I welcome your comments, likes, shares and following of my blog! (If not visible, click the red title above)

Associated ATRIDIM NEWS JOURNAL Report Categories:

Dow Jones & World Market News

Captain Rick’s FISCAL CLIFF 101 Course

Captain Ricks INVESTMENT 101 Course

Stock and Bond Market News

Captain Rick: Detroit was once the 4th largest city in America and ‘motor capitol’ of the world. Decades of internal destruction caused a mass exodus of people, reducing its population to 18th place. Its automotive manufacturing plants have been shut down or relocated. What went so wrong?

I conducted in-depth research on this important event. I have compiled the following report to accurately present the ‘Rise and Fall of Detroit’ and what went so wrong. I conclude with sobering concerns for all Americans, especially those who have the responsibility of managing our cities and states…many of which are on the same course as Detroit.

image

The above photo of the GM building in downtown Detroit was taken with a telephoto lens looking southeast from Bush and Watson Streets, about 1.5 miles to its northwest. The large area around this boarded up house contains similar houses and open area where old houses have been removed. 

The Rise and Fall of Detroit

Ford Motor Company ignited the rise in 1903

In 1903 Ford founded the Ford Motor Company. Ford’s manufacturing—and those of automotive pioneers William C. Durant, the Dodge brothers, Packard, and Walter Chrysler—reinforced Detroit’s status as the world’s automotive capital.

Labor Unions took control with strikes for increased wages, benefits, pensions

With the factories came high-profile labor unions such as the American Federation of Labor & the United Auto Workers which initiated strikes & other tactics in support of such things as the 8-hour day/40-hour work week, healthcare benefits, pensions, increased wages & improved working conditions. The labor activism during those years increased influence of union leaders in the city such as Jimmy Hoffa of the Teamsters and Walter Reuther of the autoworkers.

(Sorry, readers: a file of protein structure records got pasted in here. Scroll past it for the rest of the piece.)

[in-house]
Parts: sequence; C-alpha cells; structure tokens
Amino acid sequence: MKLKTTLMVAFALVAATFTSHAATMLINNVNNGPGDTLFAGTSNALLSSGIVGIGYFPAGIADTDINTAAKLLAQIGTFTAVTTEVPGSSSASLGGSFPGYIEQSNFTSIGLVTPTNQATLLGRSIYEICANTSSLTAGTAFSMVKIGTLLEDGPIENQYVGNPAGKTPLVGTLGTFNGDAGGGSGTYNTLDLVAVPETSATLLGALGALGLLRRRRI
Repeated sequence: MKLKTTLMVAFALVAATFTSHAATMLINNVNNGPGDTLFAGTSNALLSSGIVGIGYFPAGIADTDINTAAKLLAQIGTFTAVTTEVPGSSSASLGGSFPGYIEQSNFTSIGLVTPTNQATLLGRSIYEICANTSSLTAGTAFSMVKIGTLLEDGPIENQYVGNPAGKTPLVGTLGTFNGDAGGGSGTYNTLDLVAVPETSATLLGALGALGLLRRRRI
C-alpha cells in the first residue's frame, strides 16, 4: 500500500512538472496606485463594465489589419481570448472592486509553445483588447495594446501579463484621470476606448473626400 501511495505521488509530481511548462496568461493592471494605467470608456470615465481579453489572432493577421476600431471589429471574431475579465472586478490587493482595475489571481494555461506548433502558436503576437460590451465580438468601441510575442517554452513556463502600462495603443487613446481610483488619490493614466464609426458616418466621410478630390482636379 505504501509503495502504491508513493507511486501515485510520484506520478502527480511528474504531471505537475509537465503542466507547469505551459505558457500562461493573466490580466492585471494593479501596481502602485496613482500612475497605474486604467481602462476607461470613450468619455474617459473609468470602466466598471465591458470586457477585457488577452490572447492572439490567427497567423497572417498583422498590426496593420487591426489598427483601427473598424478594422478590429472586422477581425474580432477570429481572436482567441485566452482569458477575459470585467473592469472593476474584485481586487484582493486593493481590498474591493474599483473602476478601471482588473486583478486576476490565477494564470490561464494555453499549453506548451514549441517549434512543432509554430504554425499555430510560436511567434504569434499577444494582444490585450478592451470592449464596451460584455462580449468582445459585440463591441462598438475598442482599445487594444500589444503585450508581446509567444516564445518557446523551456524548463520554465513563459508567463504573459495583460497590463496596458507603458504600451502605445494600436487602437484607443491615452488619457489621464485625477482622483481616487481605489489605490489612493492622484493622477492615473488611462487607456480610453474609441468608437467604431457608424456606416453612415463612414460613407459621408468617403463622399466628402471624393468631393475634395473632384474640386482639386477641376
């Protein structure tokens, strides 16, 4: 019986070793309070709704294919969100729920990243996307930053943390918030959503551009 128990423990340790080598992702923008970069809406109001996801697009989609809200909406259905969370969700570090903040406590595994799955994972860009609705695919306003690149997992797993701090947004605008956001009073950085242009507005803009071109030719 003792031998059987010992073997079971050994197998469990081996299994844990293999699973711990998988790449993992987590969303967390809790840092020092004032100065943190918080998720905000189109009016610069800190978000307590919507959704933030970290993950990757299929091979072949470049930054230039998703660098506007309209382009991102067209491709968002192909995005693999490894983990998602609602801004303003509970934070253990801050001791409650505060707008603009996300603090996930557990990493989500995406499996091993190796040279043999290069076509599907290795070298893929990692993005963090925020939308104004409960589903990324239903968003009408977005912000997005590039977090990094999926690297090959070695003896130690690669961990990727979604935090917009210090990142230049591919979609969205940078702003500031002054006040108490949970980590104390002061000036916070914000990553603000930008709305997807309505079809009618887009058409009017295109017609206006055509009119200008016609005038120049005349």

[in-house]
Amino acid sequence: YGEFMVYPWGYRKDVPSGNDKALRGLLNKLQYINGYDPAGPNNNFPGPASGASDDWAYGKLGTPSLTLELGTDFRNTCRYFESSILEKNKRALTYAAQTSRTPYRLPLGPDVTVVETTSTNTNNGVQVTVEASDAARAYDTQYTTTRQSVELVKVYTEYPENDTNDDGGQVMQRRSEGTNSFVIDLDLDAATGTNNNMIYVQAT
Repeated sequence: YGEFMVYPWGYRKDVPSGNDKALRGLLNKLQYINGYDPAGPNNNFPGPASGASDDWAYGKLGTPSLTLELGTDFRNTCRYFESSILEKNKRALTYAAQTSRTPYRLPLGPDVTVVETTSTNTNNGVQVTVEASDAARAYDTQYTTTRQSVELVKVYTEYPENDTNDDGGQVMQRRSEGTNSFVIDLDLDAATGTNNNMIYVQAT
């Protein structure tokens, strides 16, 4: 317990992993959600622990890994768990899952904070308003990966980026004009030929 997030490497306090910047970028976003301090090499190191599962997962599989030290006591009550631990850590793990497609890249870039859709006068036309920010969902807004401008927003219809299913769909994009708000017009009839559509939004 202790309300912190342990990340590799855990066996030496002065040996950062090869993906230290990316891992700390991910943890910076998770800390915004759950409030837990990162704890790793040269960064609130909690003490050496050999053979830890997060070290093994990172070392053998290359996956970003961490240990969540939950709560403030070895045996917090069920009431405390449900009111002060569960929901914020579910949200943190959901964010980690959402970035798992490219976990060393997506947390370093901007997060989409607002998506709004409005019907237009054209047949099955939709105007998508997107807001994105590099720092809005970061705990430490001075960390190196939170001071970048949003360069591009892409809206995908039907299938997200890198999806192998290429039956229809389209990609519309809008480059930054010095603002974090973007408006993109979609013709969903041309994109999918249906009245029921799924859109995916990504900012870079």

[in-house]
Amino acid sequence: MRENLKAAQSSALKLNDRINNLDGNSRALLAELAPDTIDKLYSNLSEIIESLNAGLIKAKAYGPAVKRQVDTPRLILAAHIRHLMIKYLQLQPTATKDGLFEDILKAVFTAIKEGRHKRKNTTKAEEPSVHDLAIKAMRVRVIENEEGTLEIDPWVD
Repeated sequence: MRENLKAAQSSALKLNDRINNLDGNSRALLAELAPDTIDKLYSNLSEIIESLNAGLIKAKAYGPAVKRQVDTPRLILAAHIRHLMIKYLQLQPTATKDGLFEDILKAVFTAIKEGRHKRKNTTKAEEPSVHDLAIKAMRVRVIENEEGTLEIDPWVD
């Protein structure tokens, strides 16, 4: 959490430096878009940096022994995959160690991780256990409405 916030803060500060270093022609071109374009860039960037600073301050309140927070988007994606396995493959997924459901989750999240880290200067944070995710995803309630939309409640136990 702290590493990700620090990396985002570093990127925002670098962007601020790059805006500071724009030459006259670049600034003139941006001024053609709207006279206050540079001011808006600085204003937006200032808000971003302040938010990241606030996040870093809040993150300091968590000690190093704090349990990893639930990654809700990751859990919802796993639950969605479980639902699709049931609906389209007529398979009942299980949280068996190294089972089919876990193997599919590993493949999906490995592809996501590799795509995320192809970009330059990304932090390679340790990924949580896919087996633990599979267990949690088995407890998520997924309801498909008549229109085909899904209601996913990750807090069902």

Mergers helped companies expand elsewhere, while causing the disappearance of plants in Detroit … often to escape the profit robbing effects of labor unions

Mergers in the 1950s, especially in the automobile sector increased oligopoly in the American auto industry. Detroit auto manufacturers such as Packard & Hudson merged into other companies and eventually disappeared. Plants in Detroit, with heavy union control, were closed as new plants were built elsewhere in less union-friendly locations. Behind the scenes, it can be said that labor unions played the first major role in the fall of Detroit

Detroit became America’s fourth largest city as companies looked to reduce labor costs by importing cheap labor from the South

Tens of thousands flocked to Detroit with the hope of better pay and benefits, particularly black workers from the Southern United States. It resulted in Detroit rocketing to become the fourth largest city in the United States with blacks as its majority residents.

Racial tension took hold to begin the Fall of Detroit

Social tensions rose with the rapid pace of growth. On January 20, 1942, with a cross burning nearby, 1,200 racist whites tried to prevent black families from moving into a new housing development in an all-white area of the city. Later in June 1943, Packard Motor Car Company promoted three blacks to work next to whites in their assembly lines. In response, 25,000 whites walked off the job. The Detroit Race Riot of 1943 occurred 3 weeks after the Packard Motor Car incident. Over the course of three days, 34 people were killed. Of them, 25 were African–American, and approximately 600 were injured.

In June 1963, Rev. Martin Luther King, Jr. gave a major speech in Detroit that foreshadowed his "I Have a Dream" speech in Washington, D.C. two months later. During the African-American Civil Rights Movement of the 1950s and 1960s, Detroit witnessed growing confrontations between the police and inner city black youth, culminating in the Twelfth Street riot in July 1967. Governor George W. Romney ordered the Michigan National Guard into Detroit, and President Johnson sent in U.S. Army troops. The result was 43 dead, 467 injured, over 7,200 arrests, and more than 2,000 buildings destroyed. Thousands of small businesses closed permanently or relocated to safer neighborhoods, and the affected district lay in ruins for decades.